• To produce demographic feedback for our information providers who provide information free for your use.

Mondaq (and its affiliate sites) do not sell or provide your details to third parties other than information providers. The reason we provide our information providers with this information is so that they can measure the response their articles are receiving and provide you with information about their products and services.

If you do not want us to provide your name and email address you may opt out by clicking here .

If you do not wish to receive any future announcements of products and services offered by Mondaq by clicking here .

Information Collection and Use

We require site users to register with Mondaq (and its affiliate sites) to view the free information on the site. We also collect information from our users at several different points on the websites: this is so that we can customise the sites according to individual usage, provide 'session-aware' functionality, and ensure that content is acquired and developed appropriately. This gives us an overall picture of our user profiles, which in turn shows to our Editorial Contributors the type of person they are reaching by posting articles on Mondaq (and its affiliate sites) – meaning more free content for registered users.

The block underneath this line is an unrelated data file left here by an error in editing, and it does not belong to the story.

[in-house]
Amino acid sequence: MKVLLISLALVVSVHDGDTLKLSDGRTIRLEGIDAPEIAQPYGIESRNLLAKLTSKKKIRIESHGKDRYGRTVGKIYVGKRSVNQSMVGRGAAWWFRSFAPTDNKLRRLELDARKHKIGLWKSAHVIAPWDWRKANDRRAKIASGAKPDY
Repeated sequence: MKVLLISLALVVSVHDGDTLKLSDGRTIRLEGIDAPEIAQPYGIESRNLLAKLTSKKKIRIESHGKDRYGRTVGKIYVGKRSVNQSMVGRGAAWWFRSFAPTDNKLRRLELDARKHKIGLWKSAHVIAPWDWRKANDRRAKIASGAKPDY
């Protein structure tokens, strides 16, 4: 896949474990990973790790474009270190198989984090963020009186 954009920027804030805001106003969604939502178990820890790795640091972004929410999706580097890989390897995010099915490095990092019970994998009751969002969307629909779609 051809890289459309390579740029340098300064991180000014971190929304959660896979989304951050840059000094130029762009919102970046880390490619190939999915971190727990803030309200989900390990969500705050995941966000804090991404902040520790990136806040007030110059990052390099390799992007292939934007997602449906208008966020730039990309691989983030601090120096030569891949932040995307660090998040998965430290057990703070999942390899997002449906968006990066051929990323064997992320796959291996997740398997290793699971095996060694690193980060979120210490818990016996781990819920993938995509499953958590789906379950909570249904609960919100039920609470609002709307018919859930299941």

We are only able to provide the material on the Mondaq (and its affiliate sites) site free to site visitors because we can pass on information about the pages that users are viewing and the personal information users provide to us (e.g. email addresses) to reputable contributing firms such as law firms who author those pages. We do not sell or rent information to anyone else other than the authors of those pages, who may change from time to time. Should you wish us not to disclose your details to any of these parties, please tick the box above or tick the box marked "Opt out of Registration Information Disclosure" on the Your Profile page. We and our author organisations may only contact you via email or other means if you allow us to do so. Users can opt out of contact when they register on the site, or send an email to unsubscribe@mondaq.com with “no disclosure” in the subject heading

Mondaq News Alerts